Bruce’s work makes you stop to think… “What does light mean to me? What are my favorite forms? Am I more of a moth to a flame kind of light lover?” I do always admire a brightly burning Edison bulb. I am definitely a girl that is quite particular to illumination. The right source, and my heart sings. Bruce’s FOREST OF LIGHT, 20,000 brilliantly glowing stems scattered through trees, is something that makes my heart sing. When you see pictures of his work, you can’t help but want to experience it firsthand. However, not being anywhere near Pennsylvania, where his current exhibit is being displayed, I will continue to be ever so satisfied with these images.
Bruce indulged me and my questions, answering brilliantly:
Dianna: I first came across your Field of Light installation. I would like my life to look like this. See these lights in gardens, fields, parks. You are creating fairytale magic I’d say, this is what dreams are made of. Mine at least. To what do we owe this pleasure? When did this start for you?
BRUCE MUNRO: As a child I thought “light” was magical (and still do). When I was five years old I wanted to paint Viking ships, silver seas and setting suns. By my twenties I wanted to paint how life made me feel. I was not a good painter…luckily Light became my medium of expression. The Field of Light was inspired on a trip to Uluru in 1992. It went into my sketch book and I just had to bring the idea to fruition. It took me a long time to make the first one. It’s a simple idea, but takes lots of man hours. I hope it makes people smile.
D: What is the installation you are most proud of? Does it correlate to the installation that required the most work?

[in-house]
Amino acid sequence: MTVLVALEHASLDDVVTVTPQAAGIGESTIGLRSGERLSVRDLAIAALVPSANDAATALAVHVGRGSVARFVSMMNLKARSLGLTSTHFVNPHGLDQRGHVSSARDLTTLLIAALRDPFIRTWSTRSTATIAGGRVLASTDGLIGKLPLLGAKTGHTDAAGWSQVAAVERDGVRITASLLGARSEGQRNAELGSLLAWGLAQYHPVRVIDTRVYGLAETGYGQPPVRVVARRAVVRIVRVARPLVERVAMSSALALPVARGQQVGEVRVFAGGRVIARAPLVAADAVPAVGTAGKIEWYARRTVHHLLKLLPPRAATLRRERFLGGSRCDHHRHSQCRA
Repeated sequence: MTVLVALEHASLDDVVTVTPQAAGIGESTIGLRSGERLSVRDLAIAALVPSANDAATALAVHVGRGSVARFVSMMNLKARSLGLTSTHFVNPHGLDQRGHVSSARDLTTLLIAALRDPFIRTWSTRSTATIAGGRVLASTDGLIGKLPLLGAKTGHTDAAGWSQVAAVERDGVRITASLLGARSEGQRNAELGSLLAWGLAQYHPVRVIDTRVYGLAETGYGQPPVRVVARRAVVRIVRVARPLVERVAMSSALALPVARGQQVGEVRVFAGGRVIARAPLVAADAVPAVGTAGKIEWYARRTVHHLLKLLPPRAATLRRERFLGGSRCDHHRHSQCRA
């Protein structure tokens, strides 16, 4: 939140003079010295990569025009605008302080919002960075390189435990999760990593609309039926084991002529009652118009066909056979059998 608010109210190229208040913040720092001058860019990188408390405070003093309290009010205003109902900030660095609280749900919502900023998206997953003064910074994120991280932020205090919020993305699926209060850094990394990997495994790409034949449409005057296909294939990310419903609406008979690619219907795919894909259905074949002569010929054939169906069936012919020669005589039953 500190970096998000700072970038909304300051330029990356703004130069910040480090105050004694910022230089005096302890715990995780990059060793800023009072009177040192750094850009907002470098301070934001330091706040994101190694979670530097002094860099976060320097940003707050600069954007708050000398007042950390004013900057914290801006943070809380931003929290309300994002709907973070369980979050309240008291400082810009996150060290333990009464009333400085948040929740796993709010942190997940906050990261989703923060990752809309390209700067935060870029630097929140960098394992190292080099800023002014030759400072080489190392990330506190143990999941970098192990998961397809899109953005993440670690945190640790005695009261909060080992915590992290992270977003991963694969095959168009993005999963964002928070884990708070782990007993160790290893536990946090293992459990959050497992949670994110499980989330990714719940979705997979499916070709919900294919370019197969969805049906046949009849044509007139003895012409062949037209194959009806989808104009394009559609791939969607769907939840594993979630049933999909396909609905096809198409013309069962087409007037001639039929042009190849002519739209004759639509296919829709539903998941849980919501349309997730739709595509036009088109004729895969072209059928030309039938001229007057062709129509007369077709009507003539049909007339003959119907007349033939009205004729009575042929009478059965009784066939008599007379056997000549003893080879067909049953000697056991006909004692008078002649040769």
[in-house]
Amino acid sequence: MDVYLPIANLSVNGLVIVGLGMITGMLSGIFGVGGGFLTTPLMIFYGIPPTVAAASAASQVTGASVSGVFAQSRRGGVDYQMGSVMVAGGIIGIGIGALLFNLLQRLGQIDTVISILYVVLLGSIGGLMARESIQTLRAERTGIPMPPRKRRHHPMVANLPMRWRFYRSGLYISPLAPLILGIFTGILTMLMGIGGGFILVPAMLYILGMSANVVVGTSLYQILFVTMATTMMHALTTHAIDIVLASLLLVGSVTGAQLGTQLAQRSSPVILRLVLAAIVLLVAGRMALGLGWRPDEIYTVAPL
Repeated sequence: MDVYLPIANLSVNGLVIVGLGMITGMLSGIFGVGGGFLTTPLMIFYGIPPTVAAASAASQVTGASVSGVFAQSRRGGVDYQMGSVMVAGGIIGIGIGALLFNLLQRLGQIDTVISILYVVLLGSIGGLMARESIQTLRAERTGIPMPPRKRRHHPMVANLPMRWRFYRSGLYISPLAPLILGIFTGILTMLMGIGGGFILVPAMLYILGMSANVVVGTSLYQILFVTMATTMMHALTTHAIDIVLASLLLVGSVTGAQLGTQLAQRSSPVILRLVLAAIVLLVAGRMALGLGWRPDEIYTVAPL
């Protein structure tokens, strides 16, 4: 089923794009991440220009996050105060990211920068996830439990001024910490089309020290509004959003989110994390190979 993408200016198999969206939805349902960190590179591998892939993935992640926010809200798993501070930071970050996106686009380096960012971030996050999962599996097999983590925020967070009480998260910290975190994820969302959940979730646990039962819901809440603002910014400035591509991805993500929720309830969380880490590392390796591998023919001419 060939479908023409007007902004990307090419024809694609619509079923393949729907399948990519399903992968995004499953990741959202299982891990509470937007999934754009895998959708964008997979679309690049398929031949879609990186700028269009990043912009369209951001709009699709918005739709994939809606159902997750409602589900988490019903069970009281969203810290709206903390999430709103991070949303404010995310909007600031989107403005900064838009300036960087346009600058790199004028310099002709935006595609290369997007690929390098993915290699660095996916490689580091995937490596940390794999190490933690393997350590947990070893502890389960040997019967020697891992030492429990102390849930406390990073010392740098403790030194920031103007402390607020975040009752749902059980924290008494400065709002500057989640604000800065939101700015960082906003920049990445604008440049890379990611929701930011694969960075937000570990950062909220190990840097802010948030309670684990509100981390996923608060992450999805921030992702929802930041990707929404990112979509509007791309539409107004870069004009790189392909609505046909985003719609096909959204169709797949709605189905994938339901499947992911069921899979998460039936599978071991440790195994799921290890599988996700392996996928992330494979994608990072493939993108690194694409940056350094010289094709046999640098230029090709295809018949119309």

BRUCE: The success of all installations is shared. There are many people involved. I just have the daft ideas and the will to make them happen. I loved CDSea because it reminds me of my father. It was inspired by the time when I lived in Sydney in my twenties. I remember missing my father (who lived by the sea in the UK) and instinctively dipped my hand into the sea to be near him. The sunlight on the sea that day was dazzling and my mood was transformed just by sitting quietly and not thinking. I wanted to make pieces that would evoke similar feelings. The CDSea is simple and it works. As I get older, I realise that making Art does not have to be complicated and often the solution to a problem it staring you in the face – it just takes a lifetime to learn to see!
D: Do you bring your work home with you? Do you have any installations where you live, if not, why?
BRUCE: It’s always in/on my mind. I think in light – it’s the way I see and understand my life. I am always experimenting . My family and I live in a farmhouse that has a 10 acre field and this is my canvas. My studio, a renovated barn, is twenty yards away from the house . I am lucky to have a team of talented artisans to help me realise my dreams.
D: What are ten of your artistic inspirations? They do not have to be artists…
BRUCE: Sound, Sight, Smell, Touch, Taste, Empathy, Compassion, Love, Being – and my Father.
D: Fill in the blank: To me art is _______________.
BRUCE: …describing the indescribable.
D:What is a place that you’ve been which inspires you and your work? Where did you last travel to?
BRUCE: Uluru in Central Australia inspired the Field of Light. It was my mid-life awakening and it’s one of my life ambitions to create a temporary installation of 250,000 stems: www.fieldoflight.co.uk/uluru.php. I have just returned from a family holiday, Paxos, a beautiful Greek island. Turquoise waters, trumming Cicadas, dappled olive groves and lots of inspiration for new pieces.
D: Happiness is ________.
*FUN FACT: I love to realize that sometimes, my way of spelling something doesn’t. For example, upon first glance, Bruce’s realise looks wrong to me (and my computer) however, in fact:
Realise and realize are different spellings of the same word. Realize is the preferred spelling in American and Canadian English, and realise is preferred outside North America. This distinction extends to all derivatives of the verb, includingrealised/realized, realising/realizing, and realisation/realization.
[PHOTO CREDITS: Mark Pickthall & Corriette Schoenaerts]